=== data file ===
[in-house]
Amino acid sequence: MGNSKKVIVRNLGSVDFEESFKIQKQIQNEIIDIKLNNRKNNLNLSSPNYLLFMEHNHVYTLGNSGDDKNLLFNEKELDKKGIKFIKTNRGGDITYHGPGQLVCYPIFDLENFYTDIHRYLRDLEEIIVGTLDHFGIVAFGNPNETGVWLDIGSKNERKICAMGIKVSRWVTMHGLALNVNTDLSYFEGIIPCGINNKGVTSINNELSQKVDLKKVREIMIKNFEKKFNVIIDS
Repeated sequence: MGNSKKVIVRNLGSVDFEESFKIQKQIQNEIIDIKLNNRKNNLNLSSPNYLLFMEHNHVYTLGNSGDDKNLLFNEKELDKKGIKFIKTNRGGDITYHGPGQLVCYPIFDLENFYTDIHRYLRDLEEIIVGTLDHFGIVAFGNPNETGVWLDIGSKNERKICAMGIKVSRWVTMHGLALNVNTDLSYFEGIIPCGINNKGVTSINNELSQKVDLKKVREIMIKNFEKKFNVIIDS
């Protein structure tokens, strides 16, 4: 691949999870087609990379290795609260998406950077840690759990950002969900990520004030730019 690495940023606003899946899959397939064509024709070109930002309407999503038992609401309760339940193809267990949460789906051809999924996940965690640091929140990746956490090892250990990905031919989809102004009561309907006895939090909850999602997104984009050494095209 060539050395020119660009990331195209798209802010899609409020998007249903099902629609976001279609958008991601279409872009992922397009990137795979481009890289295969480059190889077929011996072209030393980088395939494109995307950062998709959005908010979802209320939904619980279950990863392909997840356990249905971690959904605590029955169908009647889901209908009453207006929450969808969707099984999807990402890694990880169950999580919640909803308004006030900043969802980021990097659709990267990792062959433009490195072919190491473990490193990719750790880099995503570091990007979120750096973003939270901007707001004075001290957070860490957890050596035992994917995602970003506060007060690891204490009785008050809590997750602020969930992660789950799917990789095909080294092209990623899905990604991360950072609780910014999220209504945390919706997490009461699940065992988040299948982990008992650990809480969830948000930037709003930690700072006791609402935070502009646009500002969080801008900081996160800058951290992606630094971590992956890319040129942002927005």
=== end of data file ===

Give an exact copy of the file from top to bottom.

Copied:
[in-house]
Amino acid sequence: MGNSKKVIVRNLGSVDFEESFKIQKQIQNEIIDIKLNNRKNNLNLSSPNYLLFMEHNHVYTLGNSGDDKNLLFNEKELDKKGIKFIKTNRGGDITYHGPGQLVCYPIFDLENFYTDIHRYLRDLEEIIVGTLDHFGIVAFGNPNETGVWLDIGSKNERKICAMGIKVSRWVTMHGLALNVNTDLSYFEGIIPCGINNKGVTSINNELSQKVDLKKVREIMIKNFEKKFNVIIDS
Repeated sequence: MGNSKKVIVRNLGSVDFEESFKIQKQIQNEIIDIKLNNRKNNLNLSSPNYLLFMEHNHVYTLGNSGDDKNLLFNEKELDKKGIKFIKTNRGGDITYHGPGQLVCYPIFDLENFYTDIHRYLRDLEEIIVGTLDHFGIVAFGNPNETGVWLDIGSKNERKICAMGIKVSRWVTMHGLALNVNTDLSYFEGIIPCGINNKGVTSINNELSQKVDLKKVREIMIKNFEKKFNVIIDS
């Protein structure tokens, strides 16, 4: 691949999870087609990379290795609260998406950077840690759990950002969900990520004030730019 690495940023606003899946899959397939064509024709070109930002309407999503038992609401309760339940193809267990949460789906051809999924996940965690640091929140990746956490090892250990990905031919989809102004009561309907006895939090909850999602997104984009050494095209 060539050395020119660009990331195209798209802010899609409020998007249903099902629609976001279609958008991601279409872009992922397009990137795979481009890289295969480059190889077929011996072209030393980088395939494109995307950062998709959005908010979802209320939904619980279950990863392909997840356990249905971690959904605590029955169908009647889901209908009453207006929450969808969707099984999807990402890694990880169950999580919640909803308004006030900043969802980021990097659709990267990792062959433009490195072919190491473990490193990719750790880099995503570091990007979120750096973003939270901007707001004075001290957070860490957890050596035992994917995602970003506060007060690891204490009785008050809590997750602020969930992660789950799917990789095909080294092209990623899905990604991360950072609780910014999220209504945390919706997490009461699940065992988040299948982990008992650990809480969830948000930037709003930690700072006791609402935070502009646009500002969080801008900081996160800058951290992606630094971590992956890319040129942002927005």